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Ill-advised practices and beliefs have become commonplace in our culture, such as the use of infant formula, the isolation of infants in their own rooms, or the belief that responding too quickly to a fussing baby will 'spoil' it. Breast-feeding infants, responsiveness to crying, almost constant touch and having multiple adult caregivers are some of the nurturing ancestral parenting practices that are shown to positively impact the developing brain, which not only shapes personality, but also helps physical health and moral development.

Studies show that responding to a baby's needs (not letting a baby "cry it out") has been shown to influence the development of conscience; positive touch affects stress reactivity, impulse control and empathy; free play in nature influences social capacities and aggression; and a set of supportive caregivers (beyond the mother alone) predicts IQ and ego resilience as well as empathy. The United States has been on a downward trajectory on all of these care characteristics.
Social practices and cultural beliefs of modern life are preventing healthy brain and emotional development in children, according to an interdisciplinary body of research.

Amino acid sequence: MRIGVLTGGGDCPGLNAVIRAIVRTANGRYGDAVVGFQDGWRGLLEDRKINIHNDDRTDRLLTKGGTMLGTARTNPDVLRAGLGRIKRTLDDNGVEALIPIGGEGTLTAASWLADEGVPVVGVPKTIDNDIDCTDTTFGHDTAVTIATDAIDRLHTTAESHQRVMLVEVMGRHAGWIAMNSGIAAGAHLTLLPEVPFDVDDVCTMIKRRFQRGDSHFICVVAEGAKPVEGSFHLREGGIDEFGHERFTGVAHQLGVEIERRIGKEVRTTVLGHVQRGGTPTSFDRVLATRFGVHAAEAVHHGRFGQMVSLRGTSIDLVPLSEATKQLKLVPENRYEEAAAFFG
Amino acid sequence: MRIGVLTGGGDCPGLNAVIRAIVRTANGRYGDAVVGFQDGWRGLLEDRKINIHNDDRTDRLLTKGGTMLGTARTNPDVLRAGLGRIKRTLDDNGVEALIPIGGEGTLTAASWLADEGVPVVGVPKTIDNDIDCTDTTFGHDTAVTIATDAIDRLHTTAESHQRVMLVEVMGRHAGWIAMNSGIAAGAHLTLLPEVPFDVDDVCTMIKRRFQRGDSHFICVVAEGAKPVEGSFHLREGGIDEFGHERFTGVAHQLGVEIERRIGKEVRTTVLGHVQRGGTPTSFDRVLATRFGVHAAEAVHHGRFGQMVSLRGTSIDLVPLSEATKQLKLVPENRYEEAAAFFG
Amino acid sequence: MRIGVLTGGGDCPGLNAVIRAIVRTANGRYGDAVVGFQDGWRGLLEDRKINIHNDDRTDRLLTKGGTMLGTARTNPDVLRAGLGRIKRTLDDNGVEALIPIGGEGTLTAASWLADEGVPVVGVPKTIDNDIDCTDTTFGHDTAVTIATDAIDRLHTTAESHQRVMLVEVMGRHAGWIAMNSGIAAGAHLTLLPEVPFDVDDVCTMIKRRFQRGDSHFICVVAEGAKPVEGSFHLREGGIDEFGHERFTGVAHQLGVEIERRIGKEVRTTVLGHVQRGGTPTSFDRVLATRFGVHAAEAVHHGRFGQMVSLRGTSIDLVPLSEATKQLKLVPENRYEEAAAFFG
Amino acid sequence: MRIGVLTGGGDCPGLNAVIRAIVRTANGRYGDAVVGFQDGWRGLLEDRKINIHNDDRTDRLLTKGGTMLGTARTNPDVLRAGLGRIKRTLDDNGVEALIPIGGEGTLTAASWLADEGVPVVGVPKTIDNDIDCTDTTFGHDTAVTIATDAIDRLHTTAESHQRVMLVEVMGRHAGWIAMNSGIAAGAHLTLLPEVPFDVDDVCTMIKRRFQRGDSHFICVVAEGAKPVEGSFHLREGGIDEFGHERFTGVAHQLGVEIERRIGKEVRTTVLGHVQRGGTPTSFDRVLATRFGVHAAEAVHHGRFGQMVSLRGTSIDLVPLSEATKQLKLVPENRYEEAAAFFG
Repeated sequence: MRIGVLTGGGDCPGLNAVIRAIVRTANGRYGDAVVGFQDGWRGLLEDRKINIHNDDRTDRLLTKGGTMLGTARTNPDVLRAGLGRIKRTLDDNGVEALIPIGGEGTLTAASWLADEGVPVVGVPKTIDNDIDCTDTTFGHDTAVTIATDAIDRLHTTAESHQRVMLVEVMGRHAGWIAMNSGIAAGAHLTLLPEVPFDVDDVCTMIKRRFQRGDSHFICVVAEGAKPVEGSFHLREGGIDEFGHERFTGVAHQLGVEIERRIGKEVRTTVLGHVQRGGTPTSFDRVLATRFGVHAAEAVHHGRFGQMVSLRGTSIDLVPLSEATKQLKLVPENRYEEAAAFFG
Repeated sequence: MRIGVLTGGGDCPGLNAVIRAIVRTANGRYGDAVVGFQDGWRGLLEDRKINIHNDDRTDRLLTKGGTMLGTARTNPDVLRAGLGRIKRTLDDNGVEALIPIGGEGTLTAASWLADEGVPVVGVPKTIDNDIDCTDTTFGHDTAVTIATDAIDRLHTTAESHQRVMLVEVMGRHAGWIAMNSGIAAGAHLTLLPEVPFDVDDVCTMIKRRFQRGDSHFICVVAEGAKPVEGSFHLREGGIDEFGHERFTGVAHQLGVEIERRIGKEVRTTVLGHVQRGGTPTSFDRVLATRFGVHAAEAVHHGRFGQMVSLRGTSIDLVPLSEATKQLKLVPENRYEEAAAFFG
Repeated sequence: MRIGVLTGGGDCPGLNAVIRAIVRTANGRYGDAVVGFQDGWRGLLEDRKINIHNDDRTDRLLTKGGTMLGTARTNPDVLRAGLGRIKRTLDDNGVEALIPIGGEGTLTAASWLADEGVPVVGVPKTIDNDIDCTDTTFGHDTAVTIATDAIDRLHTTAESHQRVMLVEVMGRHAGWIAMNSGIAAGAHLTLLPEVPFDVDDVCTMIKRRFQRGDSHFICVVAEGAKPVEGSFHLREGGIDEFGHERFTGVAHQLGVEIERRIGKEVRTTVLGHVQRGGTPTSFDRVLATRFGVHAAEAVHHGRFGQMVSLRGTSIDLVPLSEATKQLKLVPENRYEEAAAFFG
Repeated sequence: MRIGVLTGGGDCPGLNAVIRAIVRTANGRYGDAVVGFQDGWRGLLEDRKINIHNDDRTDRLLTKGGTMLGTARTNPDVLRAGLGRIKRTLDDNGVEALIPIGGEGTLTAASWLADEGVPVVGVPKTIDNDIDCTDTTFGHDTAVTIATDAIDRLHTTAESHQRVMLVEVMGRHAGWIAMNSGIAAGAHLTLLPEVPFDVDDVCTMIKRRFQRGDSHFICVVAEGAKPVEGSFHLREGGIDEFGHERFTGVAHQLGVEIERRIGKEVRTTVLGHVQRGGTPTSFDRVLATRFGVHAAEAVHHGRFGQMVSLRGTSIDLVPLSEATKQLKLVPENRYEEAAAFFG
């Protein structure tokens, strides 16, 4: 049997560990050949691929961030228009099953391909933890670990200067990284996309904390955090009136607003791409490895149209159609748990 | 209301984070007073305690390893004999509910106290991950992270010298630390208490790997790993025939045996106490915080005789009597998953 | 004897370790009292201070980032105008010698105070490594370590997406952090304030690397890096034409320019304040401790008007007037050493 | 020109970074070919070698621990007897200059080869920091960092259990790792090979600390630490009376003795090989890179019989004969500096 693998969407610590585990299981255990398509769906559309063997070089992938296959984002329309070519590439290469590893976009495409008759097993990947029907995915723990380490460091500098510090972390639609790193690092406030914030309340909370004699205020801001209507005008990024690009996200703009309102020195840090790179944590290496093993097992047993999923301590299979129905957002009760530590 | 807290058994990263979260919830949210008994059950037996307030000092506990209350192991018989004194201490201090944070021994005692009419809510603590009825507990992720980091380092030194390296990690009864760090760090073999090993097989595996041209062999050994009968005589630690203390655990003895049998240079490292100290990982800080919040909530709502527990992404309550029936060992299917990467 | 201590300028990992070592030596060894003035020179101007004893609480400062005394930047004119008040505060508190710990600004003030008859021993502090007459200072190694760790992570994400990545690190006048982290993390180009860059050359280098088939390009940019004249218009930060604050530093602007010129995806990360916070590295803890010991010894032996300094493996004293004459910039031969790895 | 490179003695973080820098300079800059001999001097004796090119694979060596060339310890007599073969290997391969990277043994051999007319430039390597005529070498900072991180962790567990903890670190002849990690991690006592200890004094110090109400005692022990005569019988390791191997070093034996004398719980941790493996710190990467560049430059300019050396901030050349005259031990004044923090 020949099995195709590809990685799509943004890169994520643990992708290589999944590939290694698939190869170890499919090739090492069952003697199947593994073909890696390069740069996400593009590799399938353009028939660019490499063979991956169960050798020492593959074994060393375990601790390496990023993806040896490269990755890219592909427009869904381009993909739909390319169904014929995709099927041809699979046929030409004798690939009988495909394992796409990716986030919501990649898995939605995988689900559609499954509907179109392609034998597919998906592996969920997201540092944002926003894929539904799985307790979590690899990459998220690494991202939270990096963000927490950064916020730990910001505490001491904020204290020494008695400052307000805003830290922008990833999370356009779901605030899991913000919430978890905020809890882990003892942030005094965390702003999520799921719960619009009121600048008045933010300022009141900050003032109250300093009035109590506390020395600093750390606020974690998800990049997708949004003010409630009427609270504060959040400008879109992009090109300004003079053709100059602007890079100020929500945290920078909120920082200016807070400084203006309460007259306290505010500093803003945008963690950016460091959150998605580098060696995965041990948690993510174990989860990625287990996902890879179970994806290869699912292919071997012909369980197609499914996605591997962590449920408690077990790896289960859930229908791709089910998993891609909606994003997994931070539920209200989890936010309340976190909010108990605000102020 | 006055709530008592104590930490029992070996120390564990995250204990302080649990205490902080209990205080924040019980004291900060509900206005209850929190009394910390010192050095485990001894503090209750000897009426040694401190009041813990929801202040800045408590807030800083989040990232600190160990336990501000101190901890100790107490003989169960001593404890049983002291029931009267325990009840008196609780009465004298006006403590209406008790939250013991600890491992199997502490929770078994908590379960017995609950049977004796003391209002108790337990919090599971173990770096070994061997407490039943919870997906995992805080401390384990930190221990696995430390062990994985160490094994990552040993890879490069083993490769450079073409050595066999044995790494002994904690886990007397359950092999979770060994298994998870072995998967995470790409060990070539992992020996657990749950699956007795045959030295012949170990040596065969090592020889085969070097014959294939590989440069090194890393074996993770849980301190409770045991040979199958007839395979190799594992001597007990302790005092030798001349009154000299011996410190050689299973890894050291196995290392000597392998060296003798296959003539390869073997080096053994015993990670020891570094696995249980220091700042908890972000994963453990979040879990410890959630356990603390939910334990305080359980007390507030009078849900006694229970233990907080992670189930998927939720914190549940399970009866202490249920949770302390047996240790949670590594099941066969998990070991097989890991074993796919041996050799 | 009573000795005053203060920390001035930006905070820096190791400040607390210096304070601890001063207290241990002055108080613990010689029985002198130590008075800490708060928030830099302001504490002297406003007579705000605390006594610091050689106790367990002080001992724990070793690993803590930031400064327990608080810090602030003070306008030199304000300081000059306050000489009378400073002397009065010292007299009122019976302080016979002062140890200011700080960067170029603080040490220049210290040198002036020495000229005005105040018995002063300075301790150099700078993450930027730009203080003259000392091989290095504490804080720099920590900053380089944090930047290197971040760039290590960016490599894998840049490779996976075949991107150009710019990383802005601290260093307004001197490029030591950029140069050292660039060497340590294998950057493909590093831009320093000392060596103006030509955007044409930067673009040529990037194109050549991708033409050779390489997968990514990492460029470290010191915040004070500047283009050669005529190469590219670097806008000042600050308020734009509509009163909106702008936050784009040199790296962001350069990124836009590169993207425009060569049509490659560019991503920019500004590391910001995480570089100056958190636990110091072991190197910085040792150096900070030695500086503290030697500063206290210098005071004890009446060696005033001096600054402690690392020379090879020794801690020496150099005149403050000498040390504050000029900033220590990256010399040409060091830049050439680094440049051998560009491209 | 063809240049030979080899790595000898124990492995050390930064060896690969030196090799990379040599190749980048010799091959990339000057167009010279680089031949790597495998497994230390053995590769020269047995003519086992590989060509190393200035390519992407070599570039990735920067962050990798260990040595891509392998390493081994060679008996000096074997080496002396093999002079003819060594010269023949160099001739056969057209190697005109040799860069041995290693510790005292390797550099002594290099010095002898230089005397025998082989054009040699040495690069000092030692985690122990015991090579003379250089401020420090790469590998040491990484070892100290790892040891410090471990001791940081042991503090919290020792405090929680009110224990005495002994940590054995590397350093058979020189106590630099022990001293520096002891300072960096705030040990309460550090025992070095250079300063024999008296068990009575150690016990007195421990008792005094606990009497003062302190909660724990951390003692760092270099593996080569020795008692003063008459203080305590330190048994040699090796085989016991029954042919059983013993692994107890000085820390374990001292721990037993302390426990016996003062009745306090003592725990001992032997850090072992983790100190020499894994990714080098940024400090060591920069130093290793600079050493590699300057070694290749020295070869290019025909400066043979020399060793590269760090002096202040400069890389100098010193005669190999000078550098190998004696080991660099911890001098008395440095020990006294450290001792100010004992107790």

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Most of the practices mentioned were considered old fashioned and out of date when I was having and raising babies 30 years ago. I doubt they can still be referred to as "modern parenting".
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The definition of "Blue Moon" has evolved slowly to the modern "2nd full moon in a month" formulation. But what sky-watchers usually see is the same old grayish-white – unless a volcanic eruption filters the Sun’s reflected light. Science@NASA explains. 
The definition of "Blue Moon" has evolved slowly to the modern "2nd full moon in a month" formulation. But what sky-watchers usually see is the same old grayish-white – unless a volcanic eruption filters the Sun’s reflected light. Science@NASA explains. Full Moon: Why Does It Happen? How Does It Affect Us?
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✔ Certified Skeptic, Gamer, Philosopher, Sci-fi/Science Geek, Math Tutor
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"It is in the admission of ignorance and the admission of uncertainty that there is a hope for the continuous motion of human beings in some direction that doesn't get confined, permanently blocked, as it has so many times before in various periods in the history of man."